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:: The Matrix Revolutions

If you were waiting for the final instalment of the Matrix trilogy to clarify the jumbled mess that was Matrix Reloaded, you will be sorely disappointed. Revolutions is, if possible, even more oblique and nonsensical than its predecessor.

It begins where Reloaded ended without preamble, so if you’ve managed to forget most of what happened previously, you’ll have to spend a little time catching up. Neo is in a coma, and a spy is in their midst. The bad guys are coming and the Oracle is being played by someone else due to the unfortunate demise of Gloria Foster. But her new appearance is quickly explained away by some half formed techno jargon mixed in with a grab bag of philosophical quotes and Bob’s your uncle – or Mary Alice is your Oracle as the case may be. And it is typical of one of the main problems with these films. The Wachowskis are making it up as they go along. They break the rules of the world they have set up, thereby eroding any sense of stakes or involvement with the characters and their predicament.

There is less pretentious dialogue in this film, but that leaves the characters floundering, trying to recall whatever it was that made them memorable in the first film. What began as a clever, visually exhilarating sci fi that didn’t tread terribly new ground has degenerated into a melange of psycho babble that, from the cast’s wooden performances, not even the actors understand. And forget about trying to decipher the ending. By that stage, it’s hard to even care.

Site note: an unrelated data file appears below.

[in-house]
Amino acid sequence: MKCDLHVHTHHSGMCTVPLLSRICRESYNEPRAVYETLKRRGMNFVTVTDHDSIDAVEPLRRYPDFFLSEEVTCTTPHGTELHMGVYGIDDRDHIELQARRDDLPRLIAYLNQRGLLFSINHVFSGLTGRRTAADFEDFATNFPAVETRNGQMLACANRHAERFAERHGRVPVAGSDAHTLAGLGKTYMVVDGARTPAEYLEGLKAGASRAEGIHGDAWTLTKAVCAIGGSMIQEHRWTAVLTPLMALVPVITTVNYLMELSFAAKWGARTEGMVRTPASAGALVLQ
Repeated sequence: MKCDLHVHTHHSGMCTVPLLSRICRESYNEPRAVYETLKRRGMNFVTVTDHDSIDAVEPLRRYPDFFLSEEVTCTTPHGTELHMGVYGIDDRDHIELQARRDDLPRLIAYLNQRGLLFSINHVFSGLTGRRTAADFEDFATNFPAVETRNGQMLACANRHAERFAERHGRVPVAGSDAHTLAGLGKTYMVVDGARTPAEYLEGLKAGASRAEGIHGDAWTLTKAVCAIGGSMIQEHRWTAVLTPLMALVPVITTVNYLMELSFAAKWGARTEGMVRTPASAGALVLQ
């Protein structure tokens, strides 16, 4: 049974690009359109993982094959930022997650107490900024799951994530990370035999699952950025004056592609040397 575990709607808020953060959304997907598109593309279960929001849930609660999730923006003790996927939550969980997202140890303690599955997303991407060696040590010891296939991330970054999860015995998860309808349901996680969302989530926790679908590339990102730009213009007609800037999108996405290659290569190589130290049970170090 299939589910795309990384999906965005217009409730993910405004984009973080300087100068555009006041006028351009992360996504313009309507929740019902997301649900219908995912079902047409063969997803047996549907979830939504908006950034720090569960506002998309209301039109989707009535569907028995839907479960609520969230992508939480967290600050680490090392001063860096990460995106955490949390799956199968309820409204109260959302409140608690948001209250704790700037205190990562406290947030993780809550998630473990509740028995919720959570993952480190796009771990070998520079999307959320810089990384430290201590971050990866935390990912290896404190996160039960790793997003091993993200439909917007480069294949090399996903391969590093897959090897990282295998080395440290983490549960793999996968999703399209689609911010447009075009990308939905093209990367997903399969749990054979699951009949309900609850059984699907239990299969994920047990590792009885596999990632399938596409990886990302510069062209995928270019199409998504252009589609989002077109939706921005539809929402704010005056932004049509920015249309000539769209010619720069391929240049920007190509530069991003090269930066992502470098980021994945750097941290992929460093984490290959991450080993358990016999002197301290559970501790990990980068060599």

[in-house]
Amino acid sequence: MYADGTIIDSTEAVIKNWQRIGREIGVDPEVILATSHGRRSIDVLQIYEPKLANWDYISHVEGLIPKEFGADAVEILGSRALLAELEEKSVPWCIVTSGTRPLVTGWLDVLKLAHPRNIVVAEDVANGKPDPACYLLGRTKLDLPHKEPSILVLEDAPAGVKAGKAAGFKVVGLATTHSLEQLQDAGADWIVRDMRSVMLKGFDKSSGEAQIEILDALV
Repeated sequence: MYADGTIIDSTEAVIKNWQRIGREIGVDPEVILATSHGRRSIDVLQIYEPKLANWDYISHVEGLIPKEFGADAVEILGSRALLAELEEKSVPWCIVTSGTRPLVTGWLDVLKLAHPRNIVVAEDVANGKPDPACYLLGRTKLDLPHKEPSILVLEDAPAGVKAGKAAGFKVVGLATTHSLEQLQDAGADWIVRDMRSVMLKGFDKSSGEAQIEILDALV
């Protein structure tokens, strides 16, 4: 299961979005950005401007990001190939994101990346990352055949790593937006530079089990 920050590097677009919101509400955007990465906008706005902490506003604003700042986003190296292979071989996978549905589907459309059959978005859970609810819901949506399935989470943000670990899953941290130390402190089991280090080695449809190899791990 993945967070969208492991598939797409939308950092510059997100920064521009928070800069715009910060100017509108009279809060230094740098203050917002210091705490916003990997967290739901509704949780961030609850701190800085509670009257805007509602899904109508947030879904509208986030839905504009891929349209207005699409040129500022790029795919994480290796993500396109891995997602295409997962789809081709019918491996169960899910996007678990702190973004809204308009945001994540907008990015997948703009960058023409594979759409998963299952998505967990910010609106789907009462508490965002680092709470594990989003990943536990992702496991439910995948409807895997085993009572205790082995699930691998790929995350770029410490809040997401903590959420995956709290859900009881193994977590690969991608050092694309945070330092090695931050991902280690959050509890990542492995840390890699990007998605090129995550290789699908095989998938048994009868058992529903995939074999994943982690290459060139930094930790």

The effects are more polished in Revolutions, without some of the dodgy computer stand ins of the fight sequences in Reloaded, but the fights are generally lacking in impact or pizzazz. There’s nothing new here. Even when Trinity does her much copied mid air, frozen in time leap, it seems like a pale imitation of something that’s come before.

Neo’s romance with Trinity, played by Carrie-Anne Moss is insipid at best. Trinity is no longer the kick-arse heroine, but some dewy, limp love struck puppy that has little to no effect on the plot. The Matrix Revolutions strives for depth but attains only laughable lines like “everything that has a beginning, has an end.” It strives to be epic but has the scope of a video game. It strives to be cool and already feels pass√©. The Wachowski’s need to stop believing their own publicity and start listening to the shuffle of their disappointed fans as they leave the cinema decidedly underwhelmed.

Screening on general release.